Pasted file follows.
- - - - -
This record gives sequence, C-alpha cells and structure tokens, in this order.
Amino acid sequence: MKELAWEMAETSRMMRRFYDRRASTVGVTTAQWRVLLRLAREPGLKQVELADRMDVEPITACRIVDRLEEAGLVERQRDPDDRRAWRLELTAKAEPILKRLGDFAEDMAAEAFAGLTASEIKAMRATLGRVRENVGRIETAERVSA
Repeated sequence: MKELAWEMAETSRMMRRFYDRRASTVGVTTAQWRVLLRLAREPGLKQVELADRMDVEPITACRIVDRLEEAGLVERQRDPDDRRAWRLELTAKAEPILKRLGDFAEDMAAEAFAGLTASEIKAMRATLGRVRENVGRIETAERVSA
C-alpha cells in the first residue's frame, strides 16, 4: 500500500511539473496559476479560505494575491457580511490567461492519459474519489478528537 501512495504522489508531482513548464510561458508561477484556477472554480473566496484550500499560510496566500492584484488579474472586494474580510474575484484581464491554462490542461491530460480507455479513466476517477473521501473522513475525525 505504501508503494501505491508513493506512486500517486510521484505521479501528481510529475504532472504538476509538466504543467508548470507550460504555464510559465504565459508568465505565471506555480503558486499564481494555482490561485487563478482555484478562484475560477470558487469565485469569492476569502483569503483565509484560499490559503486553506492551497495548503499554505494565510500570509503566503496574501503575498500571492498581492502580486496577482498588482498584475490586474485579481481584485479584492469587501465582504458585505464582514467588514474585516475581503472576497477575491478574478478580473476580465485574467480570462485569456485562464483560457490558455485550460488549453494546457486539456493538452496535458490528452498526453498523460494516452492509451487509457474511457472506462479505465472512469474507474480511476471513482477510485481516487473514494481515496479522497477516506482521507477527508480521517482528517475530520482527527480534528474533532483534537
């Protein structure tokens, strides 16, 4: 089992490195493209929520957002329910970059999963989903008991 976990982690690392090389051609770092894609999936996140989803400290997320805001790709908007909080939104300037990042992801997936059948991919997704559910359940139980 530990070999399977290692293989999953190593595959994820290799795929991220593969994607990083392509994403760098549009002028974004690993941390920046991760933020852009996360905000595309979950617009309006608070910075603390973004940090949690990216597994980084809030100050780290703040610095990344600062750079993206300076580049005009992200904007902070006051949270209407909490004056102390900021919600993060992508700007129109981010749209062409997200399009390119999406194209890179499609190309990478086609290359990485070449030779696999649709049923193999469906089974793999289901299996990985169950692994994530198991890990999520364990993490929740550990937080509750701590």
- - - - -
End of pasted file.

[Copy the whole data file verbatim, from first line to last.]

This record gives sequence, C-alpha cells and structure tokens, in this order.
Amino acid sequence: MKELAWEMAETSRMMRRFYDRRASTVGVTTAQWRVLLRLAREPGLKQVELADRMDVEPITACRIVDRLEEAGLVERQRDPDDRRAWRLELTAKAEPILKRLGDFAEDMAAEAFAGLTASEIKAMRATLGRVRENVGRIETAERVSA
Repeated sequence: MKELAWEMAETSRMMRRFYDRRASTVGVTTAQWRVLLRLAREPGLKQVELADRMDVEPITACRIVDRLEEAGLVERQRDPDDRRAWRLELTAKAEPILKRLGDFAEDMAAEAFAGLTASEIKAMRATLGRVRENVGRIETAERVSA
C-alpha cells in the first residue's frame, strides 16, 4: 500500500511539473496559476479560505494575491457580511490567461492519459474519489478528537 501512495504522489508531482513548464510561458508561477484556477472554480473566496484550500499560510496566500492584484488579474472586494474580510474575484484581464491554462490542461491530460480507455479513466476517477473521501473522513475525525 505504501508503494501505491508513493506512486500517486510521484505521479501528481510529475504532472504538476509538466504543467508548470507550460504555464510559465504565459508568465505565471506555480503558486499564481494555482490561485487563478482555484478562484475560477470558487469565485469569492476569502483569503483565509484560499490559503486553506492551497495548503499554505494565510500570509503566503496574501503575498500571492498581492502580486496577482498588482498584475490586474485579481481584485479584492469587501465582504458585505464582514467588514474585516475581503472576497477575491478574478478580473476580465485574467480570462485569456485562464483560457490558455485550460488549453494546457486539456493538452496535458490528452498526453498523460494516452492509451487509457474511457472506462479505465472512469474507474480511476471513482477510485481516487473514494481515496479522497477516506482521507477527508480521517482528517475530520482527527480534528474533532483534537
């Protein structure tokens, strides 16, 4: 089992490195493209929520957002329910970059999963989903008991 976990982690690392090389051609770092894609999936996140989803400290997320805001790709908007909080939104300037990042992801997936059948991919997704559910359940139980 530990070999399977290692293989999953190593595959994820290799795929991220593969994607990083392509994403760098549009002028974004690993941390920046991760933020852009996360905000595309979950617009309006608070910075603390973004940090949690990216597994980084809030100050780290703040610095990344600062750079993206300076580049005009992200904007902070006051949270209407909490004056102390900021919600993060992508700007129109981010749209062409997200399009390119999406194209890179499609190309990478086609290359990485070449030779696999649709049923193999469906089974793999289901299996990985169950692994994530198991890990999520364990993490929740550990937080509750701590």